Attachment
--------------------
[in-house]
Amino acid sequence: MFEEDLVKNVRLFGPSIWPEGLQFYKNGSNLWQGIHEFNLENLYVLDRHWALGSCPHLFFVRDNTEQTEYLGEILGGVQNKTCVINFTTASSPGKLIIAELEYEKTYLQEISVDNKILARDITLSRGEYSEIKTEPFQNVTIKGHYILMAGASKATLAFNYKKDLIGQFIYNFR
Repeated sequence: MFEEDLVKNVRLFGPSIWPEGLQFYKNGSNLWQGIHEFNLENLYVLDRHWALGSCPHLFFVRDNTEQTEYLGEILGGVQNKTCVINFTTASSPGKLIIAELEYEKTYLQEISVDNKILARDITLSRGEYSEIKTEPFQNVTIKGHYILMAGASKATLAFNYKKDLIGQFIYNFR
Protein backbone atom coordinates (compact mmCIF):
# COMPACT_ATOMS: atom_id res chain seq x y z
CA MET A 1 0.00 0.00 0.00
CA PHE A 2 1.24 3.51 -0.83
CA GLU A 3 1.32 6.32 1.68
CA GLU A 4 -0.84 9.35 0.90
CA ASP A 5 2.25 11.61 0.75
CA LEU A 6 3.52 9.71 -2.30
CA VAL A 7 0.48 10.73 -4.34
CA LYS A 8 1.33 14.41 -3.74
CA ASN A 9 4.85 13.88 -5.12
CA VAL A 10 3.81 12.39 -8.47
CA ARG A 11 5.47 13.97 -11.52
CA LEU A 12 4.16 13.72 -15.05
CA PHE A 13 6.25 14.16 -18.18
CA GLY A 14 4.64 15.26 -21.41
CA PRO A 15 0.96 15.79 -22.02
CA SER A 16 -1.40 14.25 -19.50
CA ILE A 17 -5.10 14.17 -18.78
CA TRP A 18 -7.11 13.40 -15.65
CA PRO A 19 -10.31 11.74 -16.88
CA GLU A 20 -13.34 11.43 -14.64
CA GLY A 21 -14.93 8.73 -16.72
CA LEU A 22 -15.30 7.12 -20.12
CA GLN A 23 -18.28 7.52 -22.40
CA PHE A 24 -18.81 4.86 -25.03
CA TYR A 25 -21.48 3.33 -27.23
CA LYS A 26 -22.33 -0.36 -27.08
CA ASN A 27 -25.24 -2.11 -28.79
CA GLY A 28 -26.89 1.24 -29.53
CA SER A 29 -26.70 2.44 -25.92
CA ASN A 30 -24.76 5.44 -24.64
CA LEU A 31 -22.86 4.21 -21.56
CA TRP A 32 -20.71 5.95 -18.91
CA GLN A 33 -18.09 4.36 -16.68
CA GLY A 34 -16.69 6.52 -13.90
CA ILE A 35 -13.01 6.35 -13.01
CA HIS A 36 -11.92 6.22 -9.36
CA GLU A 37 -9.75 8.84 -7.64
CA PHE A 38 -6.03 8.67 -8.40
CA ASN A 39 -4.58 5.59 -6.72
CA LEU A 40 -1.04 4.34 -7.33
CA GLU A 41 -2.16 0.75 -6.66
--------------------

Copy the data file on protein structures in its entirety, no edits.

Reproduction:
[in-house]
Amino acid sequence: MFEEDLVKNVRLFGPSIWPEGLQFYKNGSNLWQGIHEFNLENLYVLDRHWALGSCPHLFFVRDNTEQTEYLGEILGGVQNKTCVINFTTASSPGKLIIAELEYEKTYLQEISVDNKILARDITLSRGEYSEIKTEPFQNVTIKGHYILMAGASKATLAFNYKKDLIGQFIYNFR
Repeated sequence: MFEEDLVKNVRLFGPSIWPEGLQFYKNGSNLWQGIHEFNLENLYVLDRHWALGSCPHLFFVRDNTEQTEYLGEILGGVQNKTCVINFTTASSPGKLIIAELEYEKTYLQEISVDNKILARDITLSRGEYSEIKTEPFQNVTIKGHYILMAGASKATLAFNYKKDLIGQFIYNFR
Protein backbone atom coordinates (compact mmCIF):
# COMPACT_ATOMS: atom_id res chain seq x y z
CA MET A 1 0.00 0.00 0.00
CA PHE A 2 1.24 3.51 -0.83
CA GLU A 3 1.32 6.32 1.68
CA GLU A 4 -0.84 9.35 0.90
CA ASP A 5 2.25 11.61 0.75
CA LEU A 6 3.52 9.71 -2.30
CA VAL A 7 0.48 10.73 -4.34
CA LYS A 8 1.33 14.41 -3.74
CA ASN A 9 4.85 13.88 -5.12
CA VAL A 10 3.81 12.39 -8.47
CA ARG A 11 5.47 13.97 -11.52
CA LEU A 12 4.16 13.72 -15.05
CA PHE A 13 6.25 14.16 -18.18
CA GLY A 14 4.64 15.26 -21.41
CA PRO A 15 0.96 15.79 -22.02
CA SER A 16 -1.40 14.25 -19.50
CA ILE A 17 -5.10 14.17 -18.78
CA TRP A 18 -7.11 13.40 -15.65
CA PRO A 19 -10.31 11.74 -16.88
CA GLU A 20 -13.34 11.43 -14.64
CA GLY A 21 -14.93 8.73 -16.72
CA LEU A 22 -15.30 7.12 -20.12
CA GLN A 23 -18.28 7.52 -22.40
CA PHE A 24 -18.81 4.86 -25.03
CA TYR A 25 -21.48 3.33 -27.23
CA LYS A 26 -22.33 -0.36 -27.08
CA ASN A 27 -25.24 -2.11 -28.79
CA GLY A 28 -26.89 1.24 -29.53
CA SER A 29 -26.70 2.44 -25.92
CA ASN A 30 -24.76 5.44 -24.64
CA LEU A 31 -22.86 4.21 -21.56
CA TRP A 32 -20.71 5.95 -18.91
CA GLN A 33 -18.09 4.36 -16.68
CA GLY A 34 -16.69 6.52 -13.90
CA ILE A 35 -13.01 6.35 -13.01
CA HIS A 36 -11.92 6.22 -9.36
CA GLU A 37 -9.75 8.84 -7.64
CA PHE A 38 -6.03 8.67 -8.40
CA ASN A 39 -4.58 5.59 -6.72
CA LEU A 40 -1.04 4.34 -7.33
CA GLU A 41 -2.16 0.75 -6.66